The Sex Ratio
There has been a noted effect on the sex ratio following the policy. The term sex ratio refers to the number of female and male children born alive. Since the one child policy was put to effect, an increased sex ratio report has bee noted. They have tremendously risen from 1.06, 1.11, 1.17, in 1979, 1988, 2001 respectively (Kane). The factor of sex ratio mostly affects rural parts of China where a second child is an option. If the second child expected is a female the couple is allowed to terminate the pregnancy and give them another chance to get a male child in the future. In the urban centers there is sex selection making attempts to have a male child more successful. The preference for male children has led to some areas having increased numbers of male births which are a risky trend for the future. Fewer females in the societies mean that the future of the society is bleak. Gender ratio imbalance termed as bachelor army is an emerging factor where men are unable to find partners leading to prostitution and sex trafficking (Ross 68).
Future of the policy
Following the policy implementation China has to some extent achieved its set goals. The reduction of population which was a troubling thought has been achieved successfully. The policy however greatly affects the right to life and reproduction evoking several debates. The Chinese population has not stopped increasing though at a slower rate of about 10m people annually (Hanneberger). Social factors have to be employed externally to achieve the goal fully. Women who have ability to impact fertility rates should be willing to adhere to the set law. This has in the recent past brought encouraging results, as a reproductive survey indicates 57% of women preferred having one child varying in the rural and urban areas (Hanneberger).
There is need to implement new policies as well as examine the effectiveness of the past policies. Those that were effective in the past years may not be useful to China now. It has undergone massive transformations, economically and socially placing it amongst the largest economies of the entire world. Increased wealth has made families stable and the need to have more children vital. Lobbying groups and human rights activists may also be a threat to the policy since they value human life and have a regard for its preservation. Globalization and new trend are leading to shift in focus and will out do misguided policies in due time.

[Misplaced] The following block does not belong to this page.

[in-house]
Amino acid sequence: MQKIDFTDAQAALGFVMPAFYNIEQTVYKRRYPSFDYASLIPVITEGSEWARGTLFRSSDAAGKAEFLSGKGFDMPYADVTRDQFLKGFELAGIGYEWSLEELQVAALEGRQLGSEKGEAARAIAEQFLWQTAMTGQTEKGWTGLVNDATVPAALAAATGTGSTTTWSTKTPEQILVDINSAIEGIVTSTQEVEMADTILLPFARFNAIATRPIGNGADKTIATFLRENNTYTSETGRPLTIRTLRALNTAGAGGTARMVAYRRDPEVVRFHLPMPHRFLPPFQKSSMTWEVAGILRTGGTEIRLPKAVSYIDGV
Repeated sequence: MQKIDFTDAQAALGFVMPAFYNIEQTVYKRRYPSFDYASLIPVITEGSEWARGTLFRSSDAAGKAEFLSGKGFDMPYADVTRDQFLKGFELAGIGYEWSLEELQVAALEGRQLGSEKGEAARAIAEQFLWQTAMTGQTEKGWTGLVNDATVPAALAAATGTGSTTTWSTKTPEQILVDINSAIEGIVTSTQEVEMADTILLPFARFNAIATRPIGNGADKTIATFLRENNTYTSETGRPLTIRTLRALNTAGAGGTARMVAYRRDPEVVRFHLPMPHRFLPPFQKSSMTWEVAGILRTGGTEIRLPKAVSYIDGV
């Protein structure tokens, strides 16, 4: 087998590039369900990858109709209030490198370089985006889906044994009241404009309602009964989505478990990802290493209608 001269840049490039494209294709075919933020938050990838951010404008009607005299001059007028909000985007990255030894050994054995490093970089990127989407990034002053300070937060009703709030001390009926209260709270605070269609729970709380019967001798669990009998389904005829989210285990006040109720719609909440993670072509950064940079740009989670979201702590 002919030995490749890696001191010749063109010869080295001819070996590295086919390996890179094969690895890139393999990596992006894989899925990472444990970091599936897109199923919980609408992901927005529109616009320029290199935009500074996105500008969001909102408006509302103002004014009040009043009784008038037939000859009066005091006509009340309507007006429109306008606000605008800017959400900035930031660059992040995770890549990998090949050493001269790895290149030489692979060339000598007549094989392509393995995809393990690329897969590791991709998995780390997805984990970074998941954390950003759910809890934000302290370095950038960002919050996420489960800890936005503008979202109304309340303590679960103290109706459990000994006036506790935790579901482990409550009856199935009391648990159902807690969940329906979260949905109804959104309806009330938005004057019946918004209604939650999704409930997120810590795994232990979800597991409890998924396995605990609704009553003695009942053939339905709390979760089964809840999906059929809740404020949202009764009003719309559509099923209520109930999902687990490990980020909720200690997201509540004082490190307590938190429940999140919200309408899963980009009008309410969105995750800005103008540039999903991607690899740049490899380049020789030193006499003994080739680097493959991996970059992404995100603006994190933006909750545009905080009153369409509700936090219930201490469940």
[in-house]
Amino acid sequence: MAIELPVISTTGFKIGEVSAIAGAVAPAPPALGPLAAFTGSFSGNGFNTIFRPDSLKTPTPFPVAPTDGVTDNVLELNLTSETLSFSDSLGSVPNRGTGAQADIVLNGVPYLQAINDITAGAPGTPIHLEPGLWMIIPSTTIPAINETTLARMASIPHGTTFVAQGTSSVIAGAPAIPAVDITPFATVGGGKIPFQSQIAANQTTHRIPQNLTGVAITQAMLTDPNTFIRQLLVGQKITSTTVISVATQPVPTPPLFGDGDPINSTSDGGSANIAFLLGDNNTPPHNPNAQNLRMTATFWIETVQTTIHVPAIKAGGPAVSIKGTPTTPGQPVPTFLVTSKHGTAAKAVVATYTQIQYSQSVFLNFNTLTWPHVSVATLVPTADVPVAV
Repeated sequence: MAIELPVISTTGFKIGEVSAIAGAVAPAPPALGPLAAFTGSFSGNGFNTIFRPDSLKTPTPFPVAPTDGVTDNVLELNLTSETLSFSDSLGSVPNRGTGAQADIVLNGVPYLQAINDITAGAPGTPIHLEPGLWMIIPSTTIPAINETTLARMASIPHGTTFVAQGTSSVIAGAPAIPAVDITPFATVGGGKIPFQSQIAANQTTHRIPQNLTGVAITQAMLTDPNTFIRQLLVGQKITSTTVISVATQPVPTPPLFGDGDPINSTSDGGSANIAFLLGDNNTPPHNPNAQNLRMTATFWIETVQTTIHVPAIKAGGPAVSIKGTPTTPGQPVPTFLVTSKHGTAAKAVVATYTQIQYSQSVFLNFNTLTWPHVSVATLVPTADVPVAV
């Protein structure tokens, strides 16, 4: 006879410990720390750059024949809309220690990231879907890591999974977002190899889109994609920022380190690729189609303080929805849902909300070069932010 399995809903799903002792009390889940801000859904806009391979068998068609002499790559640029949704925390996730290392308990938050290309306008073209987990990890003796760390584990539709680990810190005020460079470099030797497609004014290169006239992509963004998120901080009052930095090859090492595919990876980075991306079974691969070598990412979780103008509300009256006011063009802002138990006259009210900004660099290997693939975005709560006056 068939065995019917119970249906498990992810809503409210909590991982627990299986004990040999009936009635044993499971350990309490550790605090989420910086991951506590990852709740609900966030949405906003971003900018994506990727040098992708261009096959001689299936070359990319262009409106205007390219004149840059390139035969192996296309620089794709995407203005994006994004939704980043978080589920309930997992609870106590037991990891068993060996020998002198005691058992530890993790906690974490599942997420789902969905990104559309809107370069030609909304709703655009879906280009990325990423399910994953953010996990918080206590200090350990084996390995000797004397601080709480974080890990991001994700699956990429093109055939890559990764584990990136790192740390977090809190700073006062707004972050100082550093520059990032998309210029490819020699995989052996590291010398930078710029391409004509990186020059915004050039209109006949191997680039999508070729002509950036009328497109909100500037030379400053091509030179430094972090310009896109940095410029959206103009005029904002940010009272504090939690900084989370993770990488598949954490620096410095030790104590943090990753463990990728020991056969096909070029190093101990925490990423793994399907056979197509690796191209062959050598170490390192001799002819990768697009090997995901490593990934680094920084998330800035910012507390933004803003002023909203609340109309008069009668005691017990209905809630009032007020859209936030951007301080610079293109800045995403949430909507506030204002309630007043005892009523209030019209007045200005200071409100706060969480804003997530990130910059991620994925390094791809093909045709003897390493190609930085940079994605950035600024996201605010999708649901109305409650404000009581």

For the financially unstable people the policy is timely. The government has set up measures to help stop rapid spread of child birth and sustenance which is costly. To alleviate poverty they provide free medical costs and provide family planning as a remedy for controlling birth rates.
By mid 2008 China was home to 1.3 M people making it still the worlds most populous. Though it has slowly gone down on population growth rates, it is estimated that the next two decades will lead to its peak growth then a marked drop. Following this statistics, Kane asserts India which is the worlds second most populous to continue increasing and by 2040 hold an estimated 1.52b making it the most populous while China holds 1.45b.
Henneberger, S. China’s One-Child Policy. 2007
Henneberger’s article on Chinese one child policy offers insight to issues crucial to the ratio of male and female children born. It keenly analyzes the future consequences of this course of action as well as the adverse effects ahead. It gives an honest opinion on how the one child policy has brought out gender controversy. He further explains how the one child policy is controversial as well as effective. The preference by tradition for the male child and how women are taking extreme measures to get rid of pregnancies so as to have another chance to give birth to male children. In regions where the second child is allowed women who discover they are expecting another female child go to the extremes of aborting the female child in an effort to have a male child. The preference for a male child who will carry the family name is high making the female child inferior. He takes a humorous approach on key family issues and increased levels of education since the implementation of the policy.
The article fails to explain the severe consequences that bias towards the female child has brought. Secondi however, expounds on the consequences clearly.